Roman Candles: check.
Assorted Firecrackers: check.
Inflatable Statue of Liberty: check.
Best Fourth of July Ever: in the bag!
Tom took an armload of stakes outside to mark where things would go on the lawn, but stopped short on the doorstep. A word formed in his mind.
There’s snow on my lawn. And a snowman. And a Christmas tree. What happened to August, September, October and November; and for that matter, most of July and December, too? Maybe Jeff next door will know; he ran to the edge of his yard and vaulted the picket fence.
As he picked himself up off his lawn, Tom reflected that he had just reflected himself off of some kind of glass wall. Faced with the unknown, he called out to a higher power.
“Marg, can you come down here? Something’s wrong!”
She was down in a trice, but also stopped short on the front porch. Her sun dress seemed totally out of place in the winter wonderland.
“Tom, what is this? It doesn’t snow in July, not even in Idaho!”
“That’s not the half of it, Dear. There’s some kind of glass wall around our house! I’m going to complain to City Hall about this. It’s a violation of my civil rights!”
“I don’t think the city normally encases properties in glass, honey. And look through, we’re not the only ones affected.”
She was right, of course. There were houses on all sides, each neatly wrapped in its own glass cube. But unlike his, all of the people in them were frozen in place. What could it be? Terrorists? Who had the power to box up American houses like snow globes?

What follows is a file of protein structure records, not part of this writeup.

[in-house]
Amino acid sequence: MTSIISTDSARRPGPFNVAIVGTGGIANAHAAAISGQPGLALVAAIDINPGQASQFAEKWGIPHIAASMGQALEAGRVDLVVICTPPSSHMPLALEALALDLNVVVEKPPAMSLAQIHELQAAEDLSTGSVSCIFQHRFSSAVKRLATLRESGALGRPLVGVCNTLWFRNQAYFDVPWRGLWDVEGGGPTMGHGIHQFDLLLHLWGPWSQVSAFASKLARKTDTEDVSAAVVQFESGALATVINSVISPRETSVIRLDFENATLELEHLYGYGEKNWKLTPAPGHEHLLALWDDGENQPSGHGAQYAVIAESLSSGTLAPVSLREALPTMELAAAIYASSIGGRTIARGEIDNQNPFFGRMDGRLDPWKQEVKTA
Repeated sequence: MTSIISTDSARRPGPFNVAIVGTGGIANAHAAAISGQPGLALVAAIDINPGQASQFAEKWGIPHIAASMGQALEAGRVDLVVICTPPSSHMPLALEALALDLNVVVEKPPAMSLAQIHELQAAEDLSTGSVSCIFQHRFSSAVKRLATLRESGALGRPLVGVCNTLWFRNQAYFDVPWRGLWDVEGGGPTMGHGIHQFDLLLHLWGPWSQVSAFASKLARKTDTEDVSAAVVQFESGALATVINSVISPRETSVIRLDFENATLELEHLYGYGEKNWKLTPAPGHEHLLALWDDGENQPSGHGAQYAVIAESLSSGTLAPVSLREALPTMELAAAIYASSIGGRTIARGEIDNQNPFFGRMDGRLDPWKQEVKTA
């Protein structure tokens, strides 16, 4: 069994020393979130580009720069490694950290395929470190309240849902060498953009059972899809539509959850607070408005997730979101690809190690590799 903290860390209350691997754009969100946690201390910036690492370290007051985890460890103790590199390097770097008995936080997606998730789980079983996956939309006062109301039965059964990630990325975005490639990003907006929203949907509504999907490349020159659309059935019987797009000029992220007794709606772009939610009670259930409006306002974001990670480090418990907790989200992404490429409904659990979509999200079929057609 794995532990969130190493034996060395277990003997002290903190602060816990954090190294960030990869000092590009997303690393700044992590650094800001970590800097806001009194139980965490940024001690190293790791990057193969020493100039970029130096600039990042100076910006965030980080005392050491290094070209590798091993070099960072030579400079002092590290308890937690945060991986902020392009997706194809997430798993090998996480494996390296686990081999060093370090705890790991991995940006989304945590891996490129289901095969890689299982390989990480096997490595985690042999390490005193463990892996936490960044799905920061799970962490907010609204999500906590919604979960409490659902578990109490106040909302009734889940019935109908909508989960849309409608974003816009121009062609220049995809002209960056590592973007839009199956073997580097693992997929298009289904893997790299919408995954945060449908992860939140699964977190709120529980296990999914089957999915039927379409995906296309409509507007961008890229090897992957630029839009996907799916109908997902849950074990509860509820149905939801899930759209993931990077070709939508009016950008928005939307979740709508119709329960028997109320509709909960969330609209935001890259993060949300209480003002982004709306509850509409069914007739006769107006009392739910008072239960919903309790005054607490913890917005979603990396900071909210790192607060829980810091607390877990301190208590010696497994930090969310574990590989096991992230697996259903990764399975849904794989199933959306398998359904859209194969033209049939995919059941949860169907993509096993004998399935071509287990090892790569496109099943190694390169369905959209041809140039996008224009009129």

Marg interrupted his ruminations. “Look!” she shouted, pointing skyward.
A giant hand came down from above and lifted the house under glass into the sky. Once at a safe altitude it began sliding along as if on some giant conveyor belt. Tom could see hundreds, no thousands of houses laid out in a grid pattern below.
“Marg, I don’t think we’re in Boise anymore.”
After several minutes the robot hand, for that’s what it was, set the house down on a large platform. Rotund gray aliens in red coats with white fur fringes surrounded the home, waving metal instruments at his lawn. Finally a fork lift carried a door over and placed it against the glass. An alien opened the door and stepped in.
Tom punched him in the face.
“Why did you abduct us, you alien freak? Did Trump put you up to this?”
“I am unsure what exactly this ‘Trump’ of which you speak of is. Please do not be alarmed. We are taking four million of your people to a new planet in enclosures designed to provide a stable and psychologically comforting atmosphere.”
“Precisely. Unfortunately, the stasis generator on your unit has failed and we must replace it. This will take but a moment; please be patient. You will be returned to suspended animation shortly.”
“But where are you taking us? Is this some kind of alien zoo?”
The creature raised a nonexistent eyebrow.
“A zoo? No, more like a wildlife preserve. We are relocating you so the human race can continue. You are too entertaining a species to be allowed to go extinct just because an asteroid crashed into your planet. You’re welcome.”
At that the alien turned and waddled out. Tom lunged for him, but suddenly froze in position as the stasis field re-engaged. His final thought as time stopped was that he’d forgotten to ask why the aliens were all dressed like Santa Claus.